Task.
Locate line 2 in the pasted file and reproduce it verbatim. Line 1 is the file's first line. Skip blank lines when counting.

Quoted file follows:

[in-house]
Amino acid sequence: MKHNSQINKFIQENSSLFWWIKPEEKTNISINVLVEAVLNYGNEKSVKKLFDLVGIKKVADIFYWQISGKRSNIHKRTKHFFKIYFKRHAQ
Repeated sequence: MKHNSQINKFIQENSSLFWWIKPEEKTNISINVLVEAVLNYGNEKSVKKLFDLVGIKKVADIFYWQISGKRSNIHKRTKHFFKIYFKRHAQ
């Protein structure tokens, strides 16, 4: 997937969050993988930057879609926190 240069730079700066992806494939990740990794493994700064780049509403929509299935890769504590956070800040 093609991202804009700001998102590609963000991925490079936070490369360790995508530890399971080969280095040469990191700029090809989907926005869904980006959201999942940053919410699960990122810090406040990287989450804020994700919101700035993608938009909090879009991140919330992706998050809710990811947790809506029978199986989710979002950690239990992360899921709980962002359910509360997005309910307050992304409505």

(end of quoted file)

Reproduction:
Amino acid sequence: MKHNSQINKFIQENSSLFWWIKPEEKTNISINVLVEAVLNYGNEKSVKKLFDLVGIKKVADIFYWQISGKRSNIHKRTKHFFKIYFKRHAQ